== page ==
We've been very lucky; we had a landline phone on Wed morning, then water came back on at 9am Thursday, and we returned home from an "empty the freezer" barbecue about 10pm last night to find that we had power and internet as well. So domestic life for us is back to normal, in terms of infrastructure services. We're being pretty canny with toilets and showers, because inevitably there will be damaged sewers downstream from us, but basically we're fine, and a lot more comfortable than most. We are keeping water supplies and gas stoves near by for a few more days, though, just in case. We'll probably go back to Alice's flat and retrieve our freezer contents that she's been storing.

Other services such as supermarkets and petrol stations are working on the western side of Hagley Park, but the eastern side of town is mostly shut down. We went to the big Countdown at Northlands yesterday; it was crowded and busy, but coping OK. If we need to refuel cars, I think I'll plan to go at around 7am to avoid the worst of the crowds. Obviously the university is shut while buildings are assessed for safety, and schools are all shut as well. Shirley Boys High, where Heather works, has been badly flooded and filled with liquefaction silt, and we hear that Avonside Girls High has major cracking and lateral spreading. That means this part of town needs enough temporary places to teach 3000 teenage kids.
Silt in Hendon St, St Albans, where our friends Frances and Chris live.

I won't try to summarise the mess in town; you'll have seen it all on TV. We visited our old house in River Rd on Wednesday morning, and that afternoon I biked around Mairehau & St Albans visiting friends and taking photos. The pics of our house, the collapsed road, and the neighbourhood cleanup are at my Flickr site, http://bit.ly/ehEBny.

Our house was already a wreck, but Tuesday finished it right off. There's an artesian bore under the house, with a tap beside our bedroom, but the pipe had sheared and we can hear water flowing somewhere under the front porch. I'm not concerned about getting inside to rip up the porch floor and plug the leak - the house is a wreck anyway, and now it's getting wet that just confirms the matter. The whole house has jolted 15-20cm sideways, opening gaps between the walls and foundations, the single brick garage is flattened, and the back lawn is full of silt and water. Don't ask about time frames for rebuilding - this has thrown all the cards up in the air, and the whole recovery process will start again. We'll be a couple of years at least, before we get back into a solid new house.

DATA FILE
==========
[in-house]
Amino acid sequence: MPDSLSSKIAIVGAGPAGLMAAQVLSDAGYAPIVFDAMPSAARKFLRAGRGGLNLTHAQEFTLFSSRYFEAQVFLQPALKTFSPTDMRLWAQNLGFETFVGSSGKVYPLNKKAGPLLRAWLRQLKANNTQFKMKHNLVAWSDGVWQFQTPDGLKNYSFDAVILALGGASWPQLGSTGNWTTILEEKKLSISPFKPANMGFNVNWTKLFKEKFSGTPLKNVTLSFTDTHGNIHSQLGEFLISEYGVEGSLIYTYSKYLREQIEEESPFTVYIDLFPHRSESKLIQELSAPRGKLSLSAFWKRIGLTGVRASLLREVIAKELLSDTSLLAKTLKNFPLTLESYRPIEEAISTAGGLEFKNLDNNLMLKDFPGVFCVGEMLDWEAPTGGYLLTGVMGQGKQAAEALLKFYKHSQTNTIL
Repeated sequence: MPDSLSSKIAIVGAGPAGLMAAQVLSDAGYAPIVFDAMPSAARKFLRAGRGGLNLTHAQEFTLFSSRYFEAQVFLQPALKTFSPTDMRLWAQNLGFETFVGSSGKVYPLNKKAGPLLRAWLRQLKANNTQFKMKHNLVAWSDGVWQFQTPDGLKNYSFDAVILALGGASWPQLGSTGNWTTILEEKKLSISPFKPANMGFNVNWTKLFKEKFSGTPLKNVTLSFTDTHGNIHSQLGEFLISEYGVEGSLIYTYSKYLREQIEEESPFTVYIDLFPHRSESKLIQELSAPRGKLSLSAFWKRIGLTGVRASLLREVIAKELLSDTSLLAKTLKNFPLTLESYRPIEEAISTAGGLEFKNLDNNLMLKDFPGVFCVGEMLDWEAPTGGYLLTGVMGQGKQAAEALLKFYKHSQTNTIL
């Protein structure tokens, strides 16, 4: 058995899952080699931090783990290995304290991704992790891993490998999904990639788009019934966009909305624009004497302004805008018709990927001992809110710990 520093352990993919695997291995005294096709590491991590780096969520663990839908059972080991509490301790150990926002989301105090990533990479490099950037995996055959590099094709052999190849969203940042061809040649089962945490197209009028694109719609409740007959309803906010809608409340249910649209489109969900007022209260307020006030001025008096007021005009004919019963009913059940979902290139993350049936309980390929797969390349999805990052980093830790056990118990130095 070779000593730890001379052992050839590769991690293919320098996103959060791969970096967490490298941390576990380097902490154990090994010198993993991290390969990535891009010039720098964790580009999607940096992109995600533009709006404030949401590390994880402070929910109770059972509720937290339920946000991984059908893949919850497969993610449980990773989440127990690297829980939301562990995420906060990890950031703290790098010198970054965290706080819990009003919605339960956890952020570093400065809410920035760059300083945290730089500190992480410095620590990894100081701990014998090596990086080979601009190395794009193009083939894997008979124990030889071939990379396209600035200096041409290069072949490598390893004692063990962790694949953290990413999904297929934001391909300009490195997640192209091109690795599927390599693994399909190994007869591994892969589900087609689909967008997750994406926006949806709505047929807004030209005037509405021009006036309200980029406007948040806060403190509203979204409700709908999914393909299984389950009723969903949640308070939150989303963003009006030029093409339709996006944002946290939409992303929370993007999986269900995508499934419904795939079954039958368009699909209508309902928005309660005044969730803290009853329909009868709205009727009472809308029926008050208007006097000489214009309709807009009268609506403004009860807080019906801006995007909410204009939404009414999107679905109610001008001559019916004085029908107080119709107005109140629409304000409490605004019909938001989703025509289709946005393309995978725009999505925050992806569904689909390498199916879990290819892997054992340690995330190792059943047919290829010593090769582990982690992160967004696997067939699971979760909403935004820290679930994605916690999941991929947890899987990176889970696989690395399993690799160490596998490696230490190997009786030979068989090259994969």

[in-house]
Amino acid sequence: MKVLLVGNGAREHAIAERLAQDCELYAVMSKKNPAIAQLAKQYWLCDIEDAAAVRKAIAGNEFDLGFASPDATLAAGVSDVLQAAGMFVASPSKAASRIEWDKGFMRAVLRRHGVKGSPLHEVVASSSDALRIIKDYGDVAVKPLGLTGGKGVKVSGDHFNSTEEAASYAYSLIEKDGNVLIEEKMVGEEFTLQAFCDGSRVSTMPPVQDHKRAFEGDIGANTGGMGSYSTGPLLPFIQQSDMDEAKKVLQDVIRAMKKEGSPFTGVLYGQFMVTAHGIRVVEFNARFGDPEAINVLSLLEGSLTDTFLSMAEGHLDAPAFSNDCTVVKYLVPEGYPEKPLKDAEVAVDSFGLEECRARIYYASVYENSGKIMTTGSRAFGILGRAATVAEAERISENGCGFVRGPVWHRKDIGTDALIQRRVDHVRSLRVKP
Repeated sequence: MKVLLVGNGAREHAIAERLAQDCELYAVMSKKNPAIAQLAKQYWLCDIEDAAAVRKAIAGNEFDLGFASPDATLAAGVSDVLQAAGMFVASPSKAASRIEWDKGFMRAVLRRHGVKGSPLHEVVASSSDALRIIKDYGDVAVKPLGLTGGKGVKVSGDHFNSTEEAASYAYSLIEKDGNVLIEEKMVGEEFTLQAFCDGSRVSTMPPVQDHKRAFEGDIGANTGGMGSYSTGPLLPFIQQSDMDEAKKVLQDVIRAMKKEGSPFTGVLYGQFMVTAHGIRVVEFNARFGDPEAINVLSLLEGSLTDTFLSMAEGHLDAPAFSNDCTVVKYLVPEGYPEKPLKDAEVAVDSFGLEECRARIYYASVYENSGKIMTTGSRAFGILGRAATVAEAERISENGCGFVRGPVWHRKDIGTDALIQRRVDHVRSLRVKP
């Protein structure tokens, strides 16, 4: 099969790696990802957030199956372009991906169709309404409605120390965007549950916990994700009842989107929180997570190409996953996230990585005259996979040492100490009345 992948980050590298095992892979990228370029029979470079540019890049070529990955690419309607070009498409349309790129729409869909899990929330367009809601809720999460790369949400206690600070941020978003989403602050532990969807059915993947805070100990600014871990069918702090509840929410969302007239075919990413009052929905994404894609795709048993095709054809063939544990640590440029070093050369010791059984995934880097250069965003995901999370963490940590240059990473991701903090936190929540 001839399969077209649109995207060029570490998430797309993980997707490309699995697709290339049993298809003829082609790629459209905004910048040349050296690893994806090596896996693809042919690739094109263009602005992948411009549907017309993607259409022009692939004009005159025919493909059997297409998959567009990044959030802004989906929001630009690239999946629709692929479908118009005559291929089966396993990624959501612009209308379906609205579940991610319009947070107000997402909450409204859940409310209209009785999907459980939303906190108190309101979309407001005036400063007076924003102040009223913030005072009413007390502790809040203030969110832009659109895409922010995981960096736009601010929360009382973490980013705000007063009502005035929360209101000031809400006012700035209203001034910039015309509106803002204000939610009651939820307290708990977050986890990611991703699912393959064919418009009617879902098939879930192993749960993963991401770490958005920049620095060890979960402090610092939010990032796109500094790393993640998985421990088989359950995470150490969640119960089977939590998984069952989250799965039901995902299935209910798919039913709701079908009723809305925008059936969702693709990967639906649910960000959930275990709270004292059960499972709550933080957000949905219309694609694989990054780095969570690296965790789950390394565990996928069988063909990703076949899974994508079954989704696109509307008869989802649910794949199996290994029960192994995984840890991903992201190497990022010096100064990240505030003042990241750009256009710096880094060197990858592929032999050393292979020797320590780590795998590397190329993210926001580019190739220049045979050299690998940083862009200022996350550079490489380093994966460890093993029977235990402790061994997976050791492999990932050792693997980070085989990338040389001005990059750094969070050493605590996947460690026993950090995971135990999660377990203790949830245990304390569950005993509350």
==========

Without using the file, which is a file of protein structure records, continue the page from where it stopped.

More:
In the meantime, we're OK, healthy and more or less happy, in a totally undamaged house which we're renting until Leanne the owner returns in December. We need to have another rental organised later in the year, but we'll get through this phase first. The government $275/week rent subsidy will be helpful when our insurance payout ends.

I'll probably do messages through Facebook & Twitter, rather than email or blog, to keep updates coming, as they are quick and easy - I'm just plain Gregor Ronald on FB, @GregorRonald on Twitter.

Oh, by the way - we've had two small-to-medium aftershocks while I've been typing this. Rock and roll!

--
Best wishes to all,
Gregor

Gregor Ronald, Christchurch, New Zealand
http://gregorronald.blogspot.com/ 027-733-7427 @GregorRonald

Wednesday, 23 February 2011

Quakes and stuff

My first chance to get online since yesterday's 6.3 shock; we are OK, but without power and water, like many parts of Christchurch. Water is easy enough to get, by using the artesian bores in our River Rd neighbours' back yards; our house's bore pipe snapped yesterday and we can hear the water pouring out under the front porch. Nobody has any inclination (or the courage) to go into the house, rip up the porch floor, and try to plug the pipe.

It looks like we have a holiday (of sorts) with the University shut until further notice. It would be nice to have power and internet, but that will probably take a few more days. In the meantime I can use the internet at Alice's flat - we're there now, while a chicken cooks for dinner. We had thawed it for yesterday's dinner, but without an oven that wasn't possible, so it needs to be cooked today.